Jeans 101
Fit tips for every body


Jamie Latal can picture her 5-foot-4-inch, slightly pear-shaped, size-8 frame in funky, dark-wash, boot-cut denims.


So why, she wonders, can’t she find them?


“All the jeans are made for women who have no thighs or hips and are straight from the rib cage down,” says Latal, 39. “I’m not overly disproportionate. It shouldn’t be that hard.”


For any Triangle woman, the hunt for the perfect pair of jeans can be frustrating. The first problem is that not every style is available in just the right shape and size. That's why we recommend shopping in brick-and-mortar stores rather than online.


It’s important, say the experts, to know your body and to accept that what looks good on someone else might not look good on you.


Unfortunately, emotional buys of the latest fad or the hippest designer often help perpetuate feelings of inadequacy among women who don’t fit the mold, says Thomas George, owner of a jeans shop.


There’s no one rule to follow when trying to fit a particular body shape, George says.


The fabric and wash of the pants, as well as the rise in the front and back and the length of the inseam, all play a part.


Manufacturers have always designed jeans on fit models, George explains. But today, unlike 15 years ago “when we all wore the same jean,” the specifications are as precise as the measurements of a room.


Some large department stores will limit the variety of lengths and cuts they carry to avoid inventory overload, says Paige Adams-Geller, a former fit model who started her own line, Paige Premium Denim, to cater to women of varying shapes and sizes.


“Stores have learned that it works best to stick to the middle ground,” says Adams-Geller, adding that smaller retailers and specialty stores may offer a better selection because they may be more familiar with their customers’ desires.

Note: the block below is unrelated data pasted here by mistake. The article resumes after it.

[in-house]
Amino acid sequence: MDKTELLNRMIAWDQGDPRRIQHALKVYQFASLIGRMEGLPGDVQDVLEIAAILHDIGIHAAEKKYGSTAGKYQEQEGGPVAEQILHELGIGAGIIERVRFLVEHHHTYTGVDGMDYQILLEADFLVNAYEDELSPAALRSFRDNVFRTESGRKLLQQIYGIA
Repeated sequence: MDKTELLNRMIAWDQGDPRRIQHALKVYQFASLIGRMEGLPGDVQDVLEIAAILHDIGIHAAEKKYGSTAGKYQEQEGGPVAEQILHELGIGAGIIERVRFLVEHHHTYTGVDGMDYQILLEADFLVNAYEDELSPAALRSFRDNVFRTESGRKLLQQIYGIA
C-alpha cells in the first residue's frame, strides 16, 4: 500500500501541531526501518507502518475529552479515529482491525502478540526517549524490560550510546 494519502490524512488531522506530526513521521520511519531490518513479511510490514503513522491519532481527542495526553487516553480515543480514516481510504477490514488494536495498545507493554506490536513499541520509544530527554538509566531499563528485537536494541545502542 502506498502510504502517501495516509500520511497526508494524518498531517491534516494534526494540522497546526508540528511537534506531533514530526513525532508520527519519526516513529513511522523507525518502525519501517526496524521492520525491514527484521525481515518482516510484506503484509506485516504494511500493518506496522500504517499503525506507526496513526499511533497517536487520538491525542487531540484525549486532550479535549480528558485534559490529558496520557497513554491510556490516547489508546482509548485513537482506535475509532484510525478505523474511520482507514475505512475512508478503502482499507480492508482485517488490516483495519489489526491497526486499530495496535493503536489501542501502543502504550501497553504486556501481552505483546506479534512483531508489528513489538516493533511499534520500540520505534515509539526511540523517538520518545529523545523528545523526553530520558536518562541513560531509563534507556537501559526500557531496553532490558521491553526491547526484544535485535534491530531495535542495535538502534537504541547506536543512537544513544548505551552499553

For the buyers, rapidly shifting trends can cause confusion, too.


For instance, George says, a low-rise once was considered 8 inches from the crotch to the waist.


“Now, that’s a high-rise jean.”


The height of the rise changes depending on how it’s measured — from the crotch seam to the zipper or from the crotch seam to the top of the waistband, he adds.


Obviously, not every brand or style is going to suit every woman. That’s why women on a denim hunt should understand what they’re looking for and how to articulate their tastes.


“Nobody knows your sensitivity,” George says. “Whether it’s your thighs you’re worried about or your butt, it’s what your body senses and what your body allows you to do.”


Certain fabrics, washes and rises pair with different body shapes.


The experts offer these guidelines:


Big thighs, athletic build
Choose jeans made from 100 percent cotton with a relaxed fit because cotton doesn’t hug and accentuate legs.


A wider-leg trouser also gives the illusion of being longer and skinnier on top.


Substantial bottom
Go for fabrics with Lycra that stretch and a lower rise in the rear to try to avoid the gap in the back.


Tall and skinny or tall and big-boned
Look for versions with an inseam of 35 inches or more. For fuller figures, stretchy fabrics are recommended.


Long butt or narrow hips
All booties are not created equal. Height, torso length and roundness of the buttocks can affect jeans’ fit.


Choose classic-fitting pants, even a men’s version, that won’t accentuate the length of the buttocks.


Consider a lower rise because a high rise might make the derriere appear even longer.


This is the toughest fit of all. Avoid fabrics that hug the sides of the legs. A trouser cut may be the best solution.


Protruding or flabby stomach
Two solutions: High-rise models that suck you in or low-rise worn with a long top for full coverage.


Short, pear-shaped
Plenty of fabrics and cuts adjust to this body shape but length can be a problem. Wearing high heels is not always the solution, so seek brands that offer cuts for shorter women.